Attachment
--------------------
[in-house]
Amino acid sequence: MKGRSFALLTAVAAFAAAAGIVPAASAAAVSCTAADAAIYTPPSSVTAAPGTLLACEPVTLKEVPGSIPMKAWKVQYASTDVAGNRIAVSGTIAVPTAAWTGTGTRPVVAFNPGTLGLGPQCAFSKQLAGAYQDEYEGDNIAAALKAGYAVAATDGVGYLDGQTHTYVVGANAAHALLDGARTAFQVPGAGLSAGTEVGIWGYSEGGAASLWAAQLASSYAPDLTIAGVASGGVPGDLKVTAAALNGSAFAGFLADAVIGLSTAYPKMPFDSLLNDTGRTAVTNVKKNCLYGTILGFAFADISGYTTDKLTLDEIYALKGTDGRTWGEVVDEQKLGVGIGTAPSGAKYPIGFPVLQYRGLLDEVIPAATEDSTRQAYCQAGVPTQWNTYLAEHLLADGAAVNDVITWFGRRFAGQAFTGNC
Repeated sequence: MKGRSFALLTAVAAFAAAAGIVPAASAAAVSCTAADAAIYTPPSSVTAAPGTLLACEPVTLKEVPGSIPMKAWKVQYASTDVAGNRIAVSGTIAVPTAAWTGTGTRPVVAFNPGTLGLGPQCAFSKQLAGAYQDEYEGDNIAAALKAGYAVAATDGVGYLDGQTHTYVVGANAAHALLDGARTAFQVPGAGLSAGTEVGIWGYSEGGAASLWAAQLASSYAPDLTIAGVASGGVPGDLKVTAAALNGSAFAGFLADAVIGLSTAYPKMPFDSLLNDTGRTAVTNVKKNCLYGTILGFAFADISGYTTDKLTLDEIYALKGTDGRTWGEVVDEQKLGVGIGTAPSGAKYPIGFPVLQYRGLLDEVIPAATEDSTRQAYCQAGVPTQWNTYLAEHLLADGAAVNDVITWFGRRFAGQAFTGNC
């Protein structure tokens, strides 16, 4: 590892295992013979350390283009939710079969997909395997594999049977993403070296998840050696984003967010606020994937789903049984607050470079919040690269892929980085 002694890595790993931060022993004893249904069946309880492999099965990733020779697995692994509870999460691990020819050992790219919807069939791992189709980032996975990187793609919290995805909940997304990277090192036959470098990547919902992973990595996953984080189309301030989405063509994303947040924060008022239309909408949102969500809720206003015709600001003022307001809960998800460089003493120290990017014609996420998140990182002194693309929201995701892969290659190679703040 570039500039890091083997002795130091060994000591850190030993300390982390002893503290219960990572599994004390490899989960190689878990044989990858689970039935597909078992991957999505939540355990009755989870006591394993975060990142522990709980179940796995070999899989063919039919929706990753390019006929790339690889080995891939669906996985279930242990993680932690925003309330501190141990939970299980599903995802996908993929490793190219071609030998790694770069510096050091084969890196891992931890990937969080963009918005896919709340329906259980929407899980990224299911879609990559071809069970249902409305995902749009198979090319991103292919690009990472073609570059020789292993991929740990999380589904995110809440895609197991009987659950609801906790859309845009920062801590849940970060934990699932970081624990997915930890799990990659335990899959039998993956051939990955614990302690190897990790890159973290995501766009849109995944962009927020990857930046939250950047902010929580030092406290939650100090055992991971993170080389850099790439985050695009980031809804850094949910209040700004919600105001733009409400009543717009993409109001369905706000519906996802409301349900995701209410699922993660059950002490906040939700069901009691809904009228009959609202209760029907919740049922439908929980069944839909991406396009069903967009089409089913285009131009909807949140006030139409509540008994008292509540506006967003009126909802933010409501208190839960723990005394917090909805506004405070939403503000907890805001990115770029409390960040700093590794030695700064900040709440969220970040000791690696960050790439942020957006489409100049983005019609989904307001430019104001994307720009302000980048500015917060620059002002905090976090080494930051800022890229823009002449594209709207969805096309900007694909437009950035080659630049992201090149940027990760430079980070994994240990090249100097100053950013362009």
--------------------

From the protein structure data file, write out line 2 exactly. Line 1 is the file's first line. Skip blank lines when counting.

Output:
Amino acid sequence: MKGRSFALLTAVAAFAAAAGIVPAASAAAVSCTAADAAIYTPPSSVTAAPGTLLACEPVTLKEVPGSIPMKAWKVQYASTDVAGNRIAVSGTIAVPTAAWTGTGTRPVVAFNPGTLGLGPQCAFSKQLAGAYQDEYEGDNIAAALKAGYAVAATDGVGYLDGQTHTYVVGANAAHALLDGARTAFQVPGAGLSAGTEVGIWGYSEGGAASLWAAQLASSYAPDLTIAGVASGGVPGDLKVTAAALNGSAFAGFLADAVIGLSTAYPKMPFDSLLNDTGRTAVTNVKKNCLYGTILGFAFADISGYTTDKLTLDEIYALKGTDGRTWGEVVDEQKLGVGIGTAPSGAKYPIGFPVLQYRGLLDEVIPAATEDSTRQAYCQAGVPTQWNTYLAEHLLADGAAVNDVITWFGRRFAGQAFTGNC